We love Sushi of Gari, and we are not afraid to say it. We recognize that it may be “white person sushi,” but we don’t understand how one can dismiss the sheer tastiness of their signature pieces. Once you eat the food, worries about authenticity fall to the wayside and your mouth just does a happy little dance.  Each constructed piece is topped with sauces, vegetables, etc, that enhance the flavor of the fish and make each piece more special than you realized it could be. The fish is always fresh, which is particularly obvious when ordering sashimi as well as sushi in the omakase.  Gari serves rolls, etc, if you sit at one of the tables, but the omakase is truly something different.  To be noted, the locations vary in decor and some times attitude, with the Upper West Side outpost being the least accommodating.

Salmon New Style Sashimi at Nobu

Salmon New Style Sashimi at Nobu

The non-sushi: Nobu

Nobu is like an old friend to us; we grew up going to the OG NYC location in Tribeca, and were eating yellowtail sashimi with jalapeño before we even realized it was raw fish.  Nobu should be credited for a lot of the dishes that have become commonplace at some sushi restaurants, and they execute these dishes perfectly (almost all of the time.) Some of our crave- worthy favorites include: new style salmon sashimi, which is a raw/cooked hybrid of melty fat unlike anything else you will eat; Salmon/tuna/scallop miso chips; rock shrimp tempura or crab tempura with ponzu sauce; and the black cod with miso sauce wrapped in lettuce, the old-school way.

NO NO NO (Sasabune)

NO NO NO (Sasabune)

The place that disappointed us the most: Sasabune

GRRRRR…The photo should say enough about why we were so disappointed in Sasabune. At these prices, and with this reputation, there is no excuse for the poor product that we received.  We were served a tuna appetizer that was obviously straight from the refrigerator, with a cold plate and enough sauce on the fish to cover any real flavors or texture.  From there things were not much better, with the overabundance of rice proving to be an obstacle to eating the nigiri, and a blue crab hand roll that was down right unappealing.  It is possible that we had caught them on an off day, but the decor is tired and borderline not as clean as we would like, so with all things considered we don’t see ourselves returning any time soon.

The Brooklyn places:  1 or 8, Katseui

1 or 8 gets a lot of press for their omakase; we were honestly underwhelmed but are willing to try it again.  To us it seemed more like a neighborhood place than a destination.  Katseui is ostensibly a neighborhood place, but serves a fantastic omakase at a neighborhood price and is worth traveling for.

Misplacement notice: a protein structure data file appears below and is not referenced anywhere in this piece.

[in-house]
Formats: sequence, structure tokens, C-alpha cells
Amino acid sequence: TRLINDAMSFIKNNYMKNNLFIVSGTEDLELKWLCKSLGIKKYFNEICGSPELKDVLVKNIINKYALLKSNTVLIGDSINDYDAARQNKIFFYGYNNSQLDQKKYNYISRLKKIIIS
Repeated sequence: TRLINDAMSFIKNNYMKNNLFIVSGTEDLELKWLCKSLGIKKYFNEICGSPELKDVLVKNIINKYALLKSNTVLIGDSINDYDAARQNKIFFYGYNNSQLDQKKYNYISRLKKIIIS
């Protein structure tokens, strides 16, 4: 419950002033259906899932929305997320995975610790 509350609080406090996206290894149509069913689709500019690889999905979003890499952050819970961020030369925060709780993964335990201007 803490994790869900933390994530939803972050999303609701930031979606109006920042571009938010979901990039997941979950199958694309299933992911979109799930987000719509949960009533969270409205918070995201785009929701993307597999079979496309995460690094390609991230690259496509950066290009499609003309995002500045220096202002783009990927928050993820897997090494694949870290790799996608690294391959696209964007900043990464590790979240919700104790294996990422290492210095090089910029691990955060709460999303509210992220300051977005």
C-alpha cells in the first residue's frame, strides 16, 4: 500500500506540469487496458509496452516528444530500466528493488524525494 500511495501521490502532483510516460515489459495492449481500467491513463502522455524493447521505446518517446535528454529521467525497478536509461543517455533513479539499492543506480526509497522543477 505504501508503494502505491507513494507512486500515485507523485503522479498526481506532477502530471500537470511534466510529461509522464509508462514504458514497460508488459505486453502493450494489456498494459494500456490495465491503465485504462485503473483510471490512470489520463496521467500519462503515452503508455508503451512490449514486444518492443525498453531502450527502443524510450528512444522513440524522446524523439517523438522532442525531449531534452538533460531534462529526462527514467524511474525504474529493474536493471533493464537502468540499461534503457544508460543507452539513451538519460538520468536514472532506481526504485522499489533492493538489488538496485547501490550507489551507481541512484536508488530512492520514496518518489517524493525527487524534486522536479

Box of Dreams at Hatsuhana is not a misnomer

Box of Dreams at Hatsuhana is not a misnomer

The lunch deal: Hatsuhana

Hatsuhana is a bit of a mob scene at lunch, and for good reason; this midtown stand-by is a the go-to spot for business men and midtown shoppers craving straight-forward sushi and rolls.  The lunch special, 10 pieces of nigiri and a roll can not be beat.  Our favorite item is the Box of Dreams, nine mini boxes of rice topped with fresh fish, filling, fresh and fantastic.

NY Sushi Ko is hot

NY Sushi Ko is hot

NY Sushi Ko is cool too...

NY Sushi Ko is cool too…

Sushi and a show: NY Sushi Ko

NY Sushi Ko has reinvented itself with a more affordable lunch special omakase, but you still get some serious blow torch action.  We love Chef John Daley, he of the tattoos and rap music, and his fish is always ” more fresher than a virgin in a refrigerator.” * Song was playing last time we were in.  The space is small, and Chef has a large personality, but the sushi is just the right size.  I don’t know why this spot is not busier, but it should be.

Youuuuuuu

Youuuuuuu

Our secret: Sushi You

As you descend the stairs in midtown east, you are welcomed into a small oasis of food and fun.  A one man show, Chef engages with everyone at the sushi bar as two tv’s play 80’s wrestling or Japanese music videos.  The sushi is fresh and Chef is a trip, wagging his finger to tell you yes or no for adding soy sauce.  This is a hidden gem for sushi without the pretense, but can be quite slow when Chef is busy ( or drinking beer.)